Horst S. Daemmrich, a scholar, professor and author with an international reputation in the world of academia died Nov. 26 of congestive heart failure at the age of 91 at his home in Flourtown.
Dr. Daemmrich was a professor at the University of Pennsylvania from 1981 to 1988, chairman of Penn's language department for another 10 years and the author of more than a dozen books on language and literature. The winner of numerous teaching honors moved to Suffolk Road in Flourtown in 1981 and lived there until his death.
“My parents took daily walks together around the neighborhood in Flourtown,” said Daemmrich's daughter, JoAnna, a freelance writer and editor. “I must say I'm very thankful for my father's extremely caring neighbors in Flourtown. In his final years of life, he sat in the front yard on sunny afternoons, and all the neighbors, including even young children, stopped by to chat with him. He loved gardening and was always busy taking care of his azaleas and rhododendrons. He continued to climb ladders, despite our constant warnings, to prune his bushes until he grew too sick in October.
“He had an irrepressible spirit and was full of life and ideas about everything from the anti-vaccine movement to the stock market to signs that the world's population of Monarch butterflies might be rebounding in his final days of life. My brother, Arthur, and I grew up in a home that was at once intensely literary and scholarly but also quite traditional. Our house resembled a library, with books stacked from floor to ceiling in almost every room except the kitchen and dining room. Some shelves are beautifully organized by author and title; others include a random assortment. Recently I noted a German translation of the Koran stuck next to Terry McMillan's book 'Waiting to Exhale.'
“Dinner conversations revolved around world events, particularly political unrest and change, new authors and their link to prominent poets and novelists of the past, and also business or scientific news. At the same time, my parents truly enjoyed German traditions. They sang old-fashioned German lullabies to us as babies and loved Christmas, decorating the house with 'räuchermännchen' and greens and enjoying Stollen and home-made Pfeffernüsse.
“We learned to speak German as a first language … My last conversations with my father on Thanksgiving Day were in German. On the night of Nov. 26, he appeared essentially in a coma, but I decided to sing him some traditional German lullabies. When I said, 'Schlaf gut und träume süß,' German for 'Good night/sweet dreams,' literally a minute later, he died.”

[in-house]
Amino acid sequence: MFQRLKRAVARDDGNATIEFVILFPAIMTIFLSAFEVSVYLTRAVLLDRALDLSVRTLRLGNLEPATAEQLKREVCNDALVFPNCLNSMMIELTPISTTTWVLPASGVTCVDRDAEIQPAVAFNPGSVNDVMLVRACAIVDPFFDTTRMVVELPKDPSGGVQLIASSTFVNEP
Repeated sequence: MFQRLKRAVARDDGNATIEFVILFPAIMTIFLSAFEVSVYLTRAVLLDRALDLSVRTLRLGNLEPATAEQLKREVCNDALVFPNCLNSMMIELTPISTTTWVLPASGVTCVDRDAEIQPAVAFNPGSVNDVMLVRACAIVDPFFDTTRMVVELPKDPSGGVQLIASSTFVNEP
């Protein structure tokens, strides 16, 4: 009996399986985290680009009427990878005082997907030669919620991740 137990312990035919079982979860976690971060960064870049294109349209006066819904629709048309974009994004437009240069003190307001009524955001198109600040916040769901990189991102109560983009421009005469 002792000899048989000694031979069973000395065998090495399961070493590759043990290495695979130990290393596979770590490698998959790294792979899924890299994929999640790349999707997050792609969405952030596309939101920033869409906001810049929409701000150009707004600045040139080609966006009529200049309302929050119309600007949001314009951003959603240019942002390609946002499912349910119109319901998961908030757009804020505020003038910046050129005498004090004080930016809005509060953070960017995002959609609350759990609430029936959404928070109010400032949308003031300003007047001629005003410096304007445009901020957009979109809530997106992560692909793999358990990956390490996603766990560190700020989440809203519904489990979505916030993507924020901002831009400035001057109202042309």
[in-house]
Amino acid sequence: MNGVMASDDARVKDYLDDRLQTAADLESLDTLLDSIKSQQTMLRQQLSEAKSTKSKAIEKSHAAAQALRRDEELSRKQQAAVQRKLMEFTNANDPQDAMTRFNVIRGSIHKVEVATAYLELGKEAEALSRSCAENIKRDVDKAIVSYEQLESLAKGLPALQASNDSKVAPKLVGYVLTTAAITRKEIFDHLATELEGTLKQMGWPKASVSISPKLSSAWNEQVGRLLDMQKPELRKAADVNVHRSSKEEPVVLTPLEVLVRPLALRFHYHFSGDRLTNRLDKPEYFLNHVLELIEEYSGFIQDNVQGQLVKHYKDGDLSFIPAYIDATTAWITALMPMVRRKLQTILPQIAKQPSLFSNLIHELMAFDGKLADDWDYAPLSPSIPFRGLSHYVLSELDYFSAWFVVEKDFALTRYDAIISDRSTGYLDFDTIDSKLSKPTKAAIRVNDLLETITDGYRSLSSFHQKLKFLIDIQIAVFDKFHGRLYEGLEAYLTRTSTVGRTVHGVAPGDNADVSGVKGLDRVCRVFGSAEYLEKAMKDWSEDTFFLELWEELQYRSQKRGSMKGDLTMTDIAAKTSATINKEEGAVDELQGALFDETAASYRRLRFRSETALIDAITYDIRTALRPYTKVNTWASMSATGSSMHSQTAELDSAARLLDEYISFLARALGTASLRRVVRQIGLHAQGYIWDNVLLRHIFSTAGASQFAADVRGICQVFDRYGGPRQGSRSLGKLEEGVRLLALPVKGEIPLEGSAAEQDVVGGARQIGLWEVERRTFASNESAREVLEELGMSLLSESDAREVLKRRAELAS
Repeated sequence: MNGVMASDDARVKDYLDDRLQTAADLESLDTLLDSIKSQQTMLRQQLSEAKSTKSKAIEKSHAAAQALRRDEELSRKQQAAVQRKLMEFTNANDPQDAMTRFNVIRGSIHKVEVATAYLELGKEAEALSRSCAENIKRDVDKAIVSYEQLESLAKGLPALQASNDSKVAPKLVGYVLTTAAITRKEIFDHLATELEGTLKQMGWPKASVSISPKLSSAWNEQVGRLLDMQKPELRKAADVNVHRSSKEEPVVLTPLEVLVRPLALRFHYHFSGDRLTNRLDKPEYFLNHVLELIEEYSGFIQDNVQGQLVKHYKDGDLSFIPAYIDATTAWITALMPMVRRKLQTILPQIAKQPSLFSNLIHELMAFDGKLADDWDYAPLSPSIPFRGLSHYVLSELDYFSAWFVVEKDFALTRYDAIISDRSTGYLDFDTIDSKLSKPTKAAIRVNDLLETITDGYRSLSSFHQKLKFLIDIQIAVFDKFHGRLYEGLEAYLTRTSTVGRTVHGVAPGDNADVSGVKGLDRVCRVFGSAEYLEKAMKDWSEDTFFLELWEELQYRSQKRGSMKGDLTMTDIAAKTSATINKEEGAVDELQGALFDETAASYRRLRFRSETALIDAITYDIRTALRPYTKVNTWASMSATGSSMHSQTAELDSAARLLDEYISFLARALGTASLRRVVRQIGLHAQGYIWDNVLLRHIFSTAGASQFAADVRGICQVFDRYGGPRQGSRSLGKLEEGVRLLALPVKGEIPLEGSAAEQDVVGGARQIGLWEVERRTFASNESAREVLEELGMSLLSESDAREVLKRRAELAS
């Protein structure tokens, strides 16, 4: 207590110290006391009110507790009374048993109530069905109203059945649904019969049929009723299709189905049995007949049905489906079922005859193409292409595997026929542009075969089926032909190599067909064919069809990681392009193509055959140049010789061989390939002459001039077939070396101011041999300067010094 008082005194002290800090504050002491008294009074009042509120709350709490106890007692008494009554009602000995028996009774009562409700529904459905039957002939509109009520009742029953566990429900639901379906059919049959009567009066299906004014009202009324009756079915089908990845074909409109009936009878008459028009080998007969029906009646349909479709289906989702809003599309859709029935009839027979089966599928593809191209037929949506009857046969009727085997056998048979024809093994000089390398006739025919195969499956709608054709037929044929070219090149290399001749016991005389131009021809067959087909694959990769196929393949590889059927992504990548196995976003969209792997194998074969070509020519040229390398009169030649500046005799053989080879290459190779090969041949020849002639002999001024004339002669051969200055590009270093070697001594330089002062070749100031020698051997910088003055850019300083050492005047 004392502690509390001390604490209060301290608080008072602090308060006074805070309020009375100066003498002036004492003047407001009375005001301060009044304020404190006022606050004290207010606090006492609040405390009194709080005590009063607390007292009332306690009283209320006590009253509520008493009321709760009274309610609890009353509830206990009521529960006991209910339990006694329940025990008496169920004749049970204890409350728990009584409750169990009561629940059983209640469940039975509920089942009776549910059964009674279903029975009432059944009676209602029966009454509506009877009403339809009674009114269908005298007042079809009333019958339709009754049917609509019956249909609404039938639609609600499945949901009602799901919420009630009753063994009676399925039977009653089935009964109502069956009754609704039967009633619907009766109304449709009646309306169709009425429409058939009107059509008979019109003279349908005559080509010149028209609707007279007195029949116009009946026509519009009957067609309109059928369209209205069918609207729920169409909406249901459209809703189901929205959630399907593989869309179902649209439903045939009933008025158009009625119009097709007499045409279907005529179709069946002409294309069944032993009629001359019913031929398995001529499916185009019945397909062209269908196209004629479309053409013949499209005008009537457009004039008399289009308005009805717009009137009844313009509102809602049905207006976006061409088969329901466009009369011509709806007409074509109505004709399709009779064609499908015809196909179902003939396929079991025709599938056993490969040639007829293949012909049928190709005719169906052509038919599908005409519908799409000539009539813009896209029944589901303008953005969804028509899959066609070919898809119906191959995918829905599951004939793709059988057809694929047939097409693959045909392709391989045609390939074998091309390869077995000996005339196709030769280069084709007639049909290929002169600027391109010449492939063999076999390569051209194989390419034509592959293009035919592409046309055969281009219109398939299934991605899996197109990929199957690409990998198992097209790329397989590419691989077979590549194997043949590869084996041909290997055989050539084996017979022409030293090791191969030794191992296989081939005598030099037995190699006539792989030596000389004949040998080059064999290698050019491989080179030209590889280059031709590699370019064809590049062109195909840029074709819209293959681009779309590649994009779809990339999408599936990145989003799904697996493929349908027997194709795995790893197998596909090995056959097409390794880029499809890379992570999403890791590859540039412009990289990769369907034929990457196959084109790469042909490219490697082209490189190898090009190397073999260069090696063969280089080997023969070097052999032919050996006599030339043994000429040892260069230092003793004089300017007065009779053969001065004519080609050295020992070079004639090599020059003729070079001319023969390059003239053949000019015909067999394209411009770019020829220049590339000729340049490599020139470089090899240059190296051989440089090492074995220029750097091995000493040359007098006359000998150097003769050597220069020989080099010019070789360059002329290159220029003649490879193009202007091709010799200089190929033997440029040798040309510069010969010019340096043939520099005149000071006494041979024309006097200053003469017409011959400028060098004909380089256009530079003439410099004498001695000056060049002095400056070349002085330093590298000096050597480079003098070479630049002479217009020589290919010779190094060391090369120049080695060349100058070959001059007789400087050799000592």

Arthur, who now directs the Lemelson Center for the Study of Invention and Innovation at the Smithsonian Institution, also has very warm memories of his dad. “When I played Little League baseball and wanted to be a pitcher,” he recalled, “my father attended every game. As an immigrant from Germany, he understood next to nothing about baseball and couldn’t throw or catch himself or play ball with me in the backyard, but he was as or more excited than any other parent. At age 10, when the coach let me pitch several innings, one of the other fathers told me he was so worked up that the other parents told him to go take a walk while I was on the mound.”
Daemmrich's first-born daughter, Uschi Daemmrich von Luttitz, a long-time television personality in Munich, spoke at her father's burial in German. Here is part of what she said in translation: You have provided education to thousands of students and created literary works for generations … Your high level of almost unimaginable education, your humor, your very special, rousing laugh, your righteousness, your razor-sharp mind will all be remembered … God almighty has called you into eternity, and there you will now have a lot to do and continue your educational mission.”
Dr. Daemmrich went to high school in West Germany and later married Emma Karolina Beal. They had a daughter, Ursula (Uschi), but they got divorced, and Daemmrich came to the U.S. in 1953. He came to Detroit because he had an aunt there and attended college. In 1962 he married Ingrid Guenther, also a professor of literature, and they collaborated on research and writing for 56 years until her death in 2018.
“My father believed that education, particularly through reading literature, opened the door to human understanding,” said JoAnna. “Somehow, despite surviving the suffering of World War II, and narrowly avoiding arrest while protesting in Soviet-occupied East Germany as a teenager, he remained continually optimistic that the world would improve. He was extremely happy about Germany's reunification, though his own parents had long since died, as he believed very strongly in free speech, free press and all the other hallmarks of Western-style democracies. He also was sharply opposed to what he saw as Donald Trump's authoritarianism, and I drove up to Flourtown to help him vote last November.”
A service honoring the life of Dr. Daemmrich will be held Saturday, Jan. 8, 11 a.m., at Upper Dublin Lutheran Church, 411 Susquehanna Rd. in Ambler.